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Will the Fed cause a recession by raising rates? Here's what experts are saying

Sarah Foster, Bankrate.com on

Published in Home and Consumer News

High inflation comes with a heavy economic price, but so can the Federal Reserve’s attempts to get it under control.

The Fed has a tried-and-true method for curing inflation: raising interest rates. But it’s a blunt instrument, with no room to fine-tune specific corners of the economy. Hiking borrowing costs is only successful because it slows demand across the board — and along with it, the economy and likely hiring, experts say. That’s despite U.S. central bankers projecting 10 rate hikes by 2023 yet unemployment holding at a half-century low, according to their latest economic projections.

“They’re trying to slow down the overall economy, and that would include firms’ appetite to hire, without ever saying that out loud,” says Luke Tilley, chief economist at Wilmington Trust.

Whether or not the Fed causes a recession is debatable, economists say. But the Fed’s actions will have consequences — it’s just a matter to what degree.

Few can argue that the financial system still needs access to the punchbowl at a time when consumer price gains in March hit another 40-year high of 8.5 percent. Fed Chair Jerome Powell himself said the economy is strong enough to withstand tighter monetary policy, and policymakers are betting that they can let some air out of the balloon without completely popping it.

“No one expects that bringing about a soft landing will be straightforward in the current context,” Powell said in a March 21 speech. “My colleagues and I will do our very best to succeed in this challenging task.”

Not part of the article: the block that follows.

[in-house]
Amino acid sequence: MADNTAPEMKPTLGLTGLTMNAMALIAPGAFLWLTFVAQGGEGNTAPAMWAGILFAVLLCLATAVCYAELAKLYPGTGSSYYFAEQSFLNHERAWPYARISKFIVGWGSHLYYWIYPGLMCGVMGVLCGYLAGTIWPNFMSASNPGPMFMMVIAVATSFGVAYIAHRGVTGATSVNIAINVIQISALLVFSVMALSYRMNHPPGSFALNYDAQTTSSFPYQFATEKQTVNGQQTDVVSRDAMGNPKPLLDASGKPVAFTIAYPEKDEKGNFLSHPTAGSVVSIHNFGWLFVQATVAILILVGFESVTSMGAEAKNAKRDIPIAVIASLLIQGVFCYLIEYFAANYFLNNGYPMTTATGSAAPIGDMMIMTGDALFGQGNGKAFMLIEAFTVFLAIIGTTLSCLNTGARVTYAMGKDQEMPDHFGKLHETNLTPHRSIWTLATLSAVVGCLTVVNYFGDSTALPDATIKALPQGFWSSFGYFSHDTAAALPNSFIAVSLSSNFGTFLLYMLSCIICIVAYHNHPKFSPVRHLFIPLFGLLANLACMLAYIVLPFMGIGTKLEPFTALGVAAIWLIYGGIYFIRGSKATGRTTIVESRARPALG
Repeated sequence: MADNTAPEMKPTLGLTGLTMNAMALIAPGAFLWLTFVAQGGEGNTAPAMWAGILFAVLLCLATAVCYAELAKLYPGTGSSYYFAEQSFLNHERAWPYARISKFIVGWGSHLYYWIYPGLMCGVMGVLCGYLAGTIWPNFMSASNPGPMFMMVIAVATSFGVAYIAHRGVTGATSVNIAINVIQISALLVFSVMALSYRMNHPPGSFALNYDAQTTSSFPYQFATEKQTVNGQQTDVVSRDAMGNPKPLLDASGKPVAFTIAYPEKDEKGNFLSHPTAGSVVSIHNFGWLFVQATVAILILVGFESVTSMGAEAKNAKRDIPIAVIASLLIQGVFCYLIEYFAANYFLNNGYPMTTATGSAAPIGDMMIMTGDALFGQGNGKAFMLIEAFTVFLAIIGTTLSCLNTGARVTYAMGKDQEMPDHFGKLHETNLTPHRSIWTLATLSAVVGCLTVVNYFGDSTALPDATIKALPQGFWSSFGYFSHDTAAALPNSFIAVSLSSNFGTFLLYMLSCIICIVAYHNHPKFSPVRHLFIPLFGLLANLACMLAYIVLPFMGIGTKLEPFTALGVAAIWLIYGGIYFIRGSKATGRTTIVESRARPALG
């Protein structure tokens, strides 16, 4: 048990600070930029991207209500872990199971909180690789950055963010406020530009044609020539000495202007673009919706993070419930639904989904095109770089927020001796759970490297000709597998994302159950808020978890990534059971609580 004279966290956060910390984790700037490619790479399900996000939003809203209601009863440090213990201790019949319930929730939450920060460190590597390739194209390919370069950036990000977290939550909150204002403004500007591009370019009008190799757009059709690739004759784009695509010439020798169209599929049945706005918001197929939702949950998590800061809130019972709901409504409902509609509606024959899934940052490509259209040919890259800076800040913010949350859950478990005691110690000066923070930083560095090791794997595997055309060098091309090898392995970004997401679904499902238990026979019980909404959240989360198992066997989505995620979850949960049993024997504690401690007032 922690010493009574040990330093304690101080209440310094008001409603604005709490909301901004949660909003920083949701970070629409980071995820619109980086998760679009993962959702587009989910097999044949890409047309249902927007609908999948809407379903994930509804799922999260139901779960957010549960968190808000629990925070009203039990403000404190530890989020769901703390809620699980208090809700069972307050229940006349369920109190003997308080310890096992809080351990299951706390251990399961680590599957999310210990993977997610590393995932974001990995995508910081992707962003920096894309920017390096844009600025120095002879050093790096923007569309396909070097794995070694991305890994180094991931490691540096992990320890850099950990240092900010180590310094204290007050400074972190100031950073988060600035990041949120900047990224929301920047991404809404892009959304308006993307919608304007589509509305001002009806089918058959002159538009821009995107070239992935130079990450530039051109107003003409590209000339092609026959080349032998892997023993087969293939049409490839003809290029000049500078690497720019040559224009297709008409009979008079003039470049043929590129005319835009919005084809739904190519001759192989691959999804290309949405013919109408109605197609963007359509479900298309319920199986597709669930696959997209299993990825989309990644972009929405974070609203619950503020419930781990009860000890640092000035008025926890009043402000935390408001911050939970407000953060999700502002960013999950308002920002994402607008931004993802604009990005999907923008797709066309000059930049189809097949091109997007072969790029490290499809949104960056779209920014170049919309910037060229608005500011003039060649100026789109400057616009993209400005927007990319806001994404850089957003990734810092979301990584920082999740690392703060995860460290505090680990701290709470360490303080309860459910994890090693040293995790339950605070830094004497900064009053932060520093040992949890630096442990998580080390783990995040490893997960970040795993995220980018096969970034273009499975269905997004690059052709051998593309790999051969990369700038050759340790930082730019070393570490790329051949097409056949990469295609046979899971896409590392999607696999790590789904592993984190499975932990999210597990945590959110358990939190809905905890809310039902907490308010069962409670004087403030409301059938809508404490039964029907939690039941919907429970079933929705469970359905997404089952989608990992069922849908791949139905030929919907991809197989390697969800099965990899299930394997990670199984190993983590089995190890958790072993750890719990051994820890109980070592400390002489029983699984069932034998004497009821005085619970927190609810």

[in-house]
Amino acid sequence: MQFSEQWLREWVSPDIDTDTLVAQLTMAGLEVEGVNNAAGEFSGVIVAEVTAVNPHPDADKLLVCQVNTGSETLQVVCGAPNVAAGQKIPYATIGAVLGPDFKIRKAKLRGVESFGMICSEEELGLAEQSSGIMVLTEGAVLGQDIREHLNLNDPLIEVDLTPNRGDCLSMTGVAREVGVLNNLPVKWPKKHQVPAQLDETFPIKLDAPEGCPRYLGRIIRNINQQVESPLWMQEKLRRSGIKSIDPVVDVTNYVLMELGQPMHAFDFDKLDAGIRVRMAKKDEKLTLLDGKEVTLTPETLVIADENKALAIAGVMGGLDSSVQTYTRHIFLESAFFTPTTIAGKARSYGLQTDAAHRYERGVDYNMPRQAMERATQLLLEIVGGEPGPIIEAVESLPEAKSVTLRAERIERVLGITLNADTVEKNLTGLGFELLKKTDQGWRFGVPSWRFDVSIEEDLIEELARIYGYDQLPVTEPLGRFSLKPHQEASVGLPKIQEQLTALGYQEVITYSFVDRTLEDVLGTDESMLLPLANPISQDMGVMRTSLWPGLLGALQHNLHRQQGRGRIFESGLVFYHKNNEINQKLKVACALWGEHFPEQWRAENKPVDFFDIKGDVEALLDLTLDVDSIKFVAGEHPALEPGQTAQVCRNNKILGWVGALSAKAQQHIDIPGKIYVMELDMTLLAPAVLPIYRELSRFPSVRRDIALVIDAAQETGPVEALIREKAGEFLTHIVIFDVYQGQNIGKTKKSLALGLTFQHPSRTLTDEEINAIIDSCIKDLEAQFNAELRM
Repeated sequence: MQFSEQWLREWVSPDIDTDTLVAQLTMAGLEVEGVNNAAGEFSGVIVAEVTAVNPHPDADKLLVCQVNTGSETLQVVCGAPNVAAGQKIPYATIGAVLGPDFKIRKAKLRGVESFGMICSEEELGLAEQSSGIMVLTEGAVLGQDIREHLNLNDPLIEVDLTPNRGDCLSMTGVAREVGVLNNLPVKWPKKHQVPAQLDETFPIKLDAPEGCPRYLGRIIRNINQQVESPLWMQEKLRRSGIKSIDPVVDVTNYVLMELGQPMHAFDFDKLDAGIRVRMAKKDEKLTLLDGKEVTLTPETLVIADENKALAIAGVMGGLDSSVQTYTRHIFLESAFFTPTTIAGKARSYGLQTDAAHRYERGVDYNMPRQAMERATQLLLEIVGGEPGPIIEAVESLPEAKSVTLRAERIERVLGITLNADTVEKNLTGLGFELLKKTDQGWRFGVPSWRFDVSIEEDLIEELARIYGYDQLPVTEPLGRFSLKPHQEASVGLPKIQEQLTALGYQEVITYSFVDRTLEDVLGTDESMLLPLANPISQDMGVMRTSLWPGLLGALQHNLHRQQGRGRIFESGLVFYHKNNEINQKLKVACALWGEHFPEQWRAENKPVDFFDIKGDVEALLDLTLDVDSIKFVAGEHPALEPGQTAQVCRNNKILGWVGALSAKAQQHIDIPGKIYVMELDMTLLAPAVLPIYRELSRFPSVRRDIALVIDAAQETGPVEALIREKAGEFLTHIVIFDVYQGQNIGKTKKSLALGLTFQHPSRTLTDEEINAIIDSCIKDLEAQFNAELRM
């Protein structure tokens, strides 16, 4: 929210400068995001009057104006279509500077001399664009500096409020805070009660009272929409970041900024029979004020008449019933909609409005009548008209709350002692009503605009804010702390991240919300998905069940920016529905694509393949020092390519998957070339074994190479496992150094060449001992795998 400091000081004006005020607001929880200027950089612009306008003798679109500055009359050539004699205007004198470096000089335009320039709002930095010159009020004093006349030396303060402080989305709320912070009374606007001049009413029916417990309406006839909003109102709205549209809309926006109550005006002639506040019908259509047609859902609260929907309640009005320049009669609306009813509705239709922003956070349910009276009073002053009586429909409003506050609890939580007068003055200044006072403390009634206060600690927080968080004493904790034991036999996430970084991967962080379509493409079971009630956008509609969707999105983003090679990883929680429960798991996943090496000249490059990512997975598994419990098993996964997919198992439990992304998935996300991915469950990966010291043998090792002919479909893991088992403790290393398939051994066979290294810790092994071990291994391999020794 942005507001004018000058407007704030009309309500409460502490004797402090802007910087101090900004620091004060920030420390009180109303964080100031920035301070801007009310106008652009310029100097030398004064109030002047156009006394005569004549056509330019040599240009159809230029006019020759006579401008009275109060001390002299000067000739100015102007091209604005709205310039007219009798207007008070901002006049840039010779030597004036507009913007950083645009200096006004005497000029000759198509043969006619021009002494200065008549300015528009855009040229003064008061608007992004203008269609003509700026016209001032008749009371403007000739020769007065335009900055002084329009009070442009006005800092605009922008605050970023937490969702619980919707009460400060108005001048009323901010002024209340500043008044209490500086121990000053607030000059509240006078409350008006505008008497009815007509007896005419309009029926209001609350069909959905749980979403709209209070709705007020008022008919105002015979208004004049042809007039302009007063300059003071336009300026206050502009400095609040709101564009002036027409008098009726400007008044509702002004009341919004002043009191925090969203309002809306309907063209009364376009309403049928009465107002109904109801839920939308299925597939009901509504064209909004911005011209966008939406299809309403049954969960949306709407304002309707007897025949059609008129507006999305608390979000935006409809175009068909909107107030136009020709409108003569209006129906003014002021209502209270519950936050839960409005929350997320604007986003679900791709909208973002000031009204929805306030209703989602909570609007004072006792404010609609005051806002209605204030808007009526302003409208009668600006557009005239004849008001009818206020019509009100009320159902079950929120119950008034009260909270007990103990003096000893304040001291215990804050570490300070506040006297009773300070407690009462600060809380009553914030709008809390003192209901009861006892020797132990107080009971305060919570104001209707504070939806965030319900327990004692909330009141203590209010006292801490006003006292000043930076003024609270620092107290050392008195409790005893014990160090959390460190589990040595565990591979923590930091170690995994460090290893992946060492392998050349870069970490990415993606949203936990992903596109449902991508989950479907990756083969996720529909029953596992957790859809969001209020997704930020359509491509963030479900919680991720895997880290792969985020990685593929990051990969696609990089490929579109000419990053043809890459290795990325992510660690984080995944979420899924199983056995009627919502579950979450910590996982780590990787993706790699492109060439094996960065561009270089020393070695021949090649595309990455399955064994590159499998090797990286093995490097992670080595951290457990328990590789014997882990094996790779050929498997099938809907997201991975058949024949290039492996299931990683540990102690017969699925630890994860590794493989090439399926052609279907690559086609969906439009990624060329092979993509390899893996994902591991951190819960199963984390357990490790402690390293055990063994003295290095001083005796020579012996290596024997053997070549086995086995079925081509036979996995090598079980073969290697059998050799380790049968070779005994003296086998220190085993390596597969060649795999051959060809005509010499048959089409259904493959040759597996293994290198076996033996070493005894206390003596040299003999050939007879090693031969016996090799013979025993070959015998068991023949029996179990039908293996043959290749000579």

Such is the sacrifice always at the heart of central banking, but it is this dilemma that could hurt U.S. consumers’ wallets. By many standards, the labor market is even tighter than it was before the pandemic and companies have had a record number of job openings for 13 months, giving jobseekers the rare bargaining power to negotiate for higher pay and more flexibility.

“Even if we don’t cause a recession, there’s going to be pain that we create. That is a reality,” says Marc Goldwein, senior vice president and senior policy director for the Committee for a Responsible Federal Budget. “But inflation is too painful. You can’t juice the economy forever and expect that it’s sustainable. You have to rip off the Band-Aid before it gets even worse.”

It’s also been nightmare fuel for markets, consumers and economists alike. Confidence in the U.S. economy has fallen to an 11-year low, the S&P 500 has dropped nearly 8 percent since 2022 began, and one of investors’ favorite recession indicators — the 10-year, 2-year Treasury yield curve — inverted for the first time since 2019.

Part of the fear is the Fed’s track record. Eight of the Fed’s past nine tightening cycles have ended in a recession, according to an analysis from Roberto Perli, head of global policy at Piper Sandler. Officials can struggle to see the runway when they attempt to land the plane because it takes time to tell just how much each rate hike is influencing the economy.

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